Latest News at BCP
In keeping with the plans for additional trails at Lake Lure's newest park, we're please to announce that we have another mile of trail installed at Buffalo Creek Park.
Itís a total of 2 miles out and back from the main loop.
Our WNC region has long been home to some of the highest quality and most challenging mountain biking in America.
Consider the trails at Pisgah, DuPont, Bent Creek, Kitsuma and Mount Mitchell.
So, it's no wonder that as word travels about the mountain biking trails at Buffalo Creek Park in Lake Lure, our community will attract some accomplished riders looking for that next cool challenge.
While cycling has always been popular in North Carolina, the opportunity for mountain biking in the Lake Lure, Chimney Rock Village area has been limited until now.
The park offers
the first opportunity for a mountain experience that will challenge
your fitness and offer great views and varied terrain. This trail is
the first loop at Buffalo Creek Park and provides a strong shot of
climbing without harsh technical difficulty. Itís smooth and flowing
and popular with hikers and trail runners.
Here's What you Need to Know:
The public trail head has room for 5-6 vehicles and is an interim facility. Work is underway to build a large parking area on an adjacent acre of land. Overflow parking is OK along Buffalo Creek Road.
DescriptionThere are two trail heads: the northern, public parking area on Buffalo Creek Road and a southern parking area inside the Rumbling Bald Resort, which serves their residents and guests. These are connected by a 1/3 mile flat pathway that follows Buffalo Creek. Midway between is a bridge and the start of the trail.
After a short distance, the trail crosses a small footbridge and reaches a fork that starts and finishes the loop. From here, riders will travel in the opposite direction of those on foot. A sign indicates the directions which reverse daily.
In either direction, the trail has three sections: The Head, the Heart and the Tail (HHT). After a brief warmup, a stout climb gets you 500 feet up the mountain, but intermediate descents mean you earn about 1,000 feet of total climbing. Then there's a smooth traverse in the middle section that takes you through a large boulder field that attracts climbers and the rare Green Salamander. You then finish with a fast, flowing descent on banked switchbacks. The trail has an average grade of nine percent with short sections of 15-20 percent.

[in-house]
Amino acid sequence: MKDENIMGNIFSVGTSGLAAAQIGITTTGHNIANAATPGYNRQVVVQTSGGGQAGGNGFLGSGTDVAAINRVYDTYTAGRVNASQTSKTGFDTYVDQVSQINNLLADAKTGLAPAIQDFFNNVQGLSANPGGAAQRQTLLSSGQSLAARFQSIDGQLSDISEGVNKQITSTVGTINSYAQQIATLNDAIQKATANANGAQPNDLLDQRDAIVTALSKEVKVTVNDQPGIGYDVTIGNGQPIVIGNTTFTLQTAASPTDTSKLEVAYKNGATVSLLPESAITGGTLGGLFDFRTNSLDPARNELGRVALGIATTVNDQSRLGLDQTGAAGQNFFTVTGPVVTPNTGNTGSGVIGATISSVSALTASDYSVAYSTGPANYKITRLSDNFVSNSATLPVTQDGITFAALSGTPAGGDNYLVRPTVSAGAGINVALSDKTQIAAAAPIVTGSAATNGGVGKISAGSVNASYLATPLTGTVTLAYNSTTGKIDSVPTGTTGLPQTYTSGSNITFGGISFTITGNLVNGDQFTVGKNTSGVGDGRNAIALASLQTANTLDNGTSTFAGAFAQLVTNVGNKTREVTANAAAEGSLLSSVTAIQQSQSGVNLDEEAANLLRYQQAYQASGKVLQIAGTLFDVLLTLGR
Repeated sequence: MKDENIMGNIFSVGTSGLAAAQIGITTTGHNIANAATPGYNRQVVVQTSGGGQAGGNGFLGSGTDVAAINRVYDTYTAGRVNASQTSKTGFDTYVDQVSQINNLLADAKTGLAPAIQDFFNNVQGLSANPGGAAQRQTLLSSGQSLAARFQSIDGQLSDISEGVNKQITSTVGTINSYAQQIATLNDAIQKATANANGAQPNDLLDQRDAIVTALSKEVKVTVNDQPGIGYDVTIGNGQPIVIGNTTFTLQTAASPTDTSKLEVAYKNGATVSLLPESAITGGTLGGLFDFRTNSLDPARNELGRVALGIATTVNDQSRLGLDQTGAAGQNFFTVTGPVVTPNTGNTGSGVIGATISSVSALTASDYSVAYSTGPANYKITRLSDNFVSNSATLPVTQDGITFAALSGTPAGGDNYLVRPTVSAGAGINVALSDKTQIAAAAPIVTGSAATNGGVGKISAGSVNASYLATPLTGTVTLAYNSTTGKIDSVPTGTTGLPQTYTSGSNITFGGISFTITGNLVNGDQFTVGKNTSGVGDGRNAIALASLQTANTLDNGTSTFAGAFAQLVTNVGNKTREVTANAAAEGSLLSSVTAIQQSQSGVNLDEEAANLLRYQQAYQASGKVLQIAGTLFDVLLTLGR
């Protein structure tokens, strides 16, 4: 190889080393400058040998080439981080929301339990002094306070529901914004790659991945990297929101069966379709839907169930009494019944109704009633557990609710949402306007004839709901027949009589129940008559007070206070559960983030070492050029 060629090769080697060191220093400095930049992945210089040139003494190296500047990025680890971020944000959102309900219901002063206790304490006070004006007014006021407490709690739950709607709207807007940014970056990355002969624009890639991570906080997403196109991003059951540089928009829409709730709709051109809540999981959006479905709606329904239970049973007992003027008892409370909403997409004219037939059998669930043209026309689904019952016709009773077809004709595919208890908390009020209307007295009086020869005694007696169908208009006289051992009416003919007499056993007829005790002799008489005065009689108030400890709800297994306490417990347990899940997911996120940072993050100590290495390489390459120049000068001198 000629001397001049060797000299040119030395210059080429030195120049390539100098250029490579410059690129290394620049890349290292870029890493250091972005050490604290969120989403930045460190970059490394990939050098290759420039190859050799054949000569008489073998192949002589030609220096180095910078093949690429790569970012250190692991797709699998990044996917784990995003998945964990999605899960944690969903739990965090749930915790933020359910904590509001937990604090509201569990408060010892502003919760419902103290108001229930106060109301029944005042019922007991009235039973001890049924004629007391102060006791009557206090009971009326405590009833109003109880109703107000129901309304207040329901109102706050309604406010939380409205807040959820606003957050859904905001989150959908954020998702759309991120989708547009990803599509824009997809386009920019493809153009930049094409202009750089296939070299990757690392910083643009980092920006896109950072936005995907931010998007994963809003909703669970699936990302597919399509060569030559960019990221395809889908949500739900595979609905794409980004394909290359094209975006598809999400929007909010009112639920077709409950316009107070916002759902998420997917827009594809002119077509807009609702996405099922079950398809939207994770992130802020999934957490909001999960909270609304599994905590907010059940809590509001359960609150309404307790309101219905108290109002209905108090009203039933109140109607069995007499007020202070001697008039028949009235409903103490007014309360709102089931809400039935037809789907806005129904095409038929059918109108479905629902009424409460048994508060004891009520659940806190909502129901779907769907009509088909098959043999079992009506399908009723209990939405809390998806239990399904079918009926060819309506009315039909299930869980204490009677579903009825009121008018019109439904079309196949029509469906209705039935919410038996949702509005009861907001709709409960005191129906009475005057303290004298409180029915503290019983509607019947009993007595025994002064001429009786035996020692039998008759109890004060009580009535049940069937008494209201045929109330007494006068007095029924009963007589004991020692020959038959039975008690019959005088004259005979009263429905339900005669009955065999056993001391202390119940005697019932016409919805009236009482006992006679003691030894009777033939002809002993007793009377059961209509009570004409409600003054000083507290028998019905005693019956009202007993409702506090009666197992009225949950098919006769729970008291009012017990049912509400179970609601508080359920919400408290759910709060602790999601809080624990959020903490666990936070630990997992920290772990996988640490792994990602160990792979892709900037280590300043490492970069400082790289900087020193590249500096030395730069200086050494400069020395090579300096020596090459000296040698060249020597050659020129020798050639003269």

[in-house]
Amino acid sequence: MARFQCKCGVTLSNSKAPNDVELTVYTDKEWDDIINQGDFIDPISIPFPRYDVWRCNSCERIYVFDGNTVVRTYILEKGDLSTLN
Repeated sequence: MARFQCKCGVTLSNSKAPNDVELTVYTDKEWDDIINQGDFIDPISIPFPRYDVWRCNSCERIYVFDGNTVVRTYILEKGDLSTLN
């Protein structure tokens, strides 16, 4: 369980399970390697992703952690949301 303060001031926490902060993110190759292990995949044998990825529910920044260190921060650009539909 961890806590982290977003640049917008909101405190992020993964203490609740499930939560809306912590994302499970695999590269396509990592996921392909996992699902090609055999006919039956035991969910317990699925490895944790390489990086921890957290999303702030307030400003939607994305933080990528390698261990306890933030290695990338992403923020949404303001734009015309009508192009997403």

More about the Park
Buffalo Creek Park is the gateway to 1500 acres of conserved land that protects the northern headwaters of Lake Lure. When fully developed, it will offer over 10 miles of intermediate to advanced mountain biking trails and picnic facilities along Buffalo Creek.
It is the only mountain bike trail system within a 20-mile radius of Lake Lure and Chimney Rock State Park.An additional 1 Ĺ miles of trail are scheduled to be completed late this spring for a total of five miles in this first phase.
In the next phase, the trail will head west for an additional 5-7 miles to connect with state park property at Eagle Rock near Shumont Mountain. This will be the first leg of the Lake Lure Summits Trail, which will eventually circumnavigate mountain peaks around Lake Lure and connect the areaís recreational lands, offering day hiking and through-hiking opportunities.
While the park was designed and grant-funded as a mountain biking park, it is a real treat for various outdoor enthusiasts:
- Mountain bikers seeking to improve their climbing skills and to enjoy fast, flowing descents.
- Trail runners in search of a serious aerobic workout.
- Hikers wishing to spend a couple of hours on a smooth, pleasant trail through wooded terrain with a moderate amount of climbing.
- Dog owners intent on exercising themselves and their pet companions.
- Naturalists who will enjoy exploring the Park's ecosystems that support several unique species, including the rare green salamander.
- And, for rock climbers, the trail intersects a boulder field with many new problems to be solved.
Follow a pictorial journey of the park's construction captured by Clint Calhoun, naturalist and environmental control officer for the Town of Lake Lure. Clint has posted a great image gallery here